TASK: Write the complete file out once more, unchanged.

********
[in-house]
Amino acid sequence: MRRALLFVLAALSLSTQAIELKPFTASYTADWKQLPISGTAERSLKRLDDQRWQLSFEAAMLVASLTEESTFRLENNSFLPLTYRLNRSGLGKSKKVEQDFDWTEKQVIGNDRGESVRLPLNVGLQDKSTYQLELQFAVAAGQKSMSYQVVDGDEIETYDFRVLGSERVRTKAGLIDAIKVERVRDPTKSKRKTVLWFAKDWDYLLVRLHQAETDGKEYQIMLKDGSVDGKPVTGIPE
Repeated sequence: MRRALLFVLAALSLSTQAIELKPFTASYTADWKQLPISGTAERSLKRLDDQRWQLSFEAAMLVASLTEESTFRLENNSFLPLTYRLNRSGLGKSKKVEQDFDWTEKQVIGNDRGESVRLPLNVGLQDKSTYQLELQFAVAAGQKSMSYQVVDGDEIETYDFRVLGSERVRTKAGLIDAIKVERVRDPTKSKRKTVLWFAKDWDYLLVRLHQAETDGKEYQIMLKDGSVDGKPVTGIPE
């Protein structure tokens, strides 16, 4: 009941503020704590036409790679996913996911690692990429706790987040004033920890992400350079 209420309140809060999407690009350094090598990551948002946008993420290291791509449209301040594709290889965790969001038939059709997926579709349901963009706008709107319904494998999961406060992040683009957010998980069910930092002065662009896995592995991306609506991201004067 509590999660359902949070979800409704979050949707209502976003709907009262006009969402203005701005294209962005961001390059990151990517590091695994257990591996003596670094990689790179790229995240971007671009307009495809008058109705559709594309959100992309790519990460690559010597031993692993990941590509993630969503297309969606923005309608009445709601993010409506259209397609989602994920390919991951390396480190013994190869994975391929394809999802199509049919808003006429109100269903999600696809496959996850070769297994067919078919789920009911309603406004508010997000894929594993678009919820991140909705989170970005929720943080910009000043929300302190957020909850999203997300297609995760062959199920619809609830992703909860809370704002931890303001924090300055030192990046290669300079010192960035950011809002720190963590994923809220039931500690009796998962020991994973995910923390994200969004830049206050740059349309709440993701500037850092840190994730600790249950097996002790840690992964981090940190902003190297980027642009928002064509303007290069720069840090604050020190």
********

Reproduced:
[in-house]
Amino acid sequence: MRRALLFVLAALSLSTQAIELKPFTASYTADWKQLPISGTAERSLKRLDDQRWQLSFEAAMLVASLTEESTFRLENNSFLPLTYRLNRSGLGKSKKVEQDFDWTEKQVIGNDRGESVRLPLNVGLQDKSTYQLELQFAVAAGQKSMSYQVVDGDEIETYDFRVLGSERVRTKAGLIDAIKVERVRDPTKSKRKTVLWFAKDWDYLLVRLHQAETDGKEYQIMLKDGSVDGKPVTGIPE
Repeated sequence: MRRALLFVLAALSLSTQAIELKPFTASYTADWKQLPISGTAERSLKRLDDQRWQLSFEAAMLVASLTEESTFRLENNSFLPLTYRLNRSGLGKSKKVEQDFDWTEKQVIGNDRGESVRLPLNVGLQDKSTYQLELQFAVAAGQKSMSYQVVDGDEIETYDFRVLGSERVRTKAGLIDAIKVERVRDPTKSKRKTVLWFAKDWDYLLVRLHQAETDGKEYQIMLKDGSVDGKPVTGIPE
């Protein structure tokens, strides 16, 4: 009941503020704590036409790679996913996911690692990429706790987040004033920890992400350079 209420309140809060999407690009350094090598990551948002946008993420290291791509449209301040594709290889965790969001038939059709997926579709349901963009706008709107319904494998999961406060992040683009957010998980069910930092002065662009896995592995991306609506991201004067 509590999660359902949070979800409704979050949707209502976003709907009262006009969402203005701005294209962005961001390059990151990517590091695994257990591996003596670094990689790179790229995240971007671009307009495809008058109705559709594309959100992309790519990460690559010597031993692993990941590509993630969503297309969606923005309608009445709601993010409506259209397609989602994920390919991951390396480190013994190869994975391929394809999802199509049919808003006429109100269903999600696809496959996850070769297994067919078919789920009911309603406004508010997000894929594993678009919820991140909705989170970005929720943080910009000043929300302190957020909850999203997300297609995760062959199920619809609830992703909860809370704002931890303001924090300055030192990046290669300079010192960035950011809002720190963590994923809220039931500690009796998962020991994973995910923390994200969004830049206050740059349309709440993701500037850092840190994730600790249950097996002790840690992964981090940190902003190297980027642009928002064509303007290069720069840090604050020190």